Cranium

The cranium (kra'ne-um) encloses and protects the brain, and its surface provides attachments for muscles that make chewing and head movements possible. Some of the cranial bones contain air-filled cavities called sinuses, which are lined with mucous membranes and connect by passageways to the nasal cavity. Sinuses reduce the weight of the skull and increase the intensity of the voice by serving as resonant sound chambers.

The eight bones of the cranium (table 7.5) are as follows:

1. Frontal bone. The frontal (frun'tal) bone forms the anterior portion of the skull above the eyes, including the forehead, the roof of the nasal cavity, and the roofs of the orbits (bony sockets) of the eyes. On the upper margin of each orbit, the frontal bone is marked by a supraorbital foramen through which blood vessels and nerves pass to the tissues of the forehead. Within the frontal bone are two frontal sinuses, one above each eye near the midline. The frontal bone is a single bone in adults, but it develops in two parts (see fig. 7.33). These halves grow together and usually completely fuse by the fifth or sixth year of life.

2. Parietal bones. One parietal (pah-ri'e-tal) bone is located on each side of the skull just behind the frontal bone. Each is shaped like a curved plate and has four borders. Together, the parietal bones form the bulging sides and roof of the cranium. They are fused at the midline along the sagittal suture, and they meet the frontal bone along the coronal suture.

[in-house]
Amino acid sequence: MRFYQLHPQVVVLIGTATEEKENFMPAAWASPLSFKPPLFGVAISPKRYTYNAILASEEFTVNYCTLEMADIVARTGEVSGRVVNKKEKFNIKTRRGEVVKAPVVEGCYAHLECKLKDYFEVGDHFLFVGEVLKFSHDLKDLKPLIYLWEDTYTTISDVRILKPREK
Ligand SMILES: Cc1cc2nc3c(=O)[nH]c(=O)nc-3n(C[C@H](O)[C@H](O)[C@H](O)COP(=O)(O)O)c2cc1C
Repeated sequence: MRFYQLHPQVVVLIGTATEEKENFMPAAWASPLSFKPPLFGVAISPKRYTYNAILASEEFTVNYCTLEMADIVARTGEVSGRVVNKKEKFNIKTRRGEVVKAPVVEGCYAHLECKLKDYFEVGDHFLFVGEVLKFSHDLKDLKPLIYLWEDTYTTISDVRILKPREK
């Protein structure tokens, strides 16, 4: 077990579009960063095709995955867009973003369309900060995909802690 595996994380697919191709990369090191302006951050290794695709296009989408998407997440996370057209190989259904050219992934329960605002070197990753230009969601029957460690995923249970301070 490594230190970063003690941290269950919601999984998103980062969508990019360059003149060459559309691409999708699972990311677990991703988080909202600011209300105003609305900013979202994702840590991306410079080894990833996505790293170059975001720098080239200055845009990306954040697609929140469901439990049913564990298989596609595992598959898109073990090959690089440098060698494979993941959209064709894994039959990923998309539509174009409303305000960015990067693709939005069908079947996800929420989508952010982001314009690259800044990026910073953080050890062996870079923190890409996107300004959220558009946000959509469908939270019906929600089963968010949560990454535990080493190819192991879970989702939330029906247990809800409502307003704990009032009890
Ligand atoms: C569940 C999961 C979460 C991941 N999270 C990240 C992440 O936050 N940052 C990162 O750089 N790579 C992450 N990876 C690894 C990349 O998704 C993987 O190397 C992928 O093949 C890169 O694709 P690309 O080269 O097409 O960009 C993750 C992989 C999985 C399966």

3. Occipital bone. The occipital (ok-sip'i-tal) bone joins the parietal bones along the lambdoidal (lam'doid-al) suture. It forms the back of the skull

Term

Definition

Example

condyle (kon'dTl)

A rounded process that usually articulates with another bone

Occipital condyle of the occipital bone (fig. 7.22)

crest (krest)

A narrow, ridgelike projection

Iliac crest of the ilium (fig. 7.50)

epicondyle (ep"T-kon'dTl)

A projection situated above a condyle

Medial epicondyle of the humerus (fig. 7.45)

facet (fas'et)

A small, nearly flat surface

Facet of a thoracic vertebra (fig. 7.38)

fissure (fish' Or)

A cleft or groove

Inferior orbital fissure in the orbit of the eye (fig. 7.20)

fontanel (fon"tah-nel')

A soft spot in the skull where membranes cover the space between bones

Anterior fontanel between the frontal and parietal bones (fig. 7.33)

foramen (fo-ra'men)

An opening through a bone that usually serves as a passageway for blood vessels, nerves, or ligaments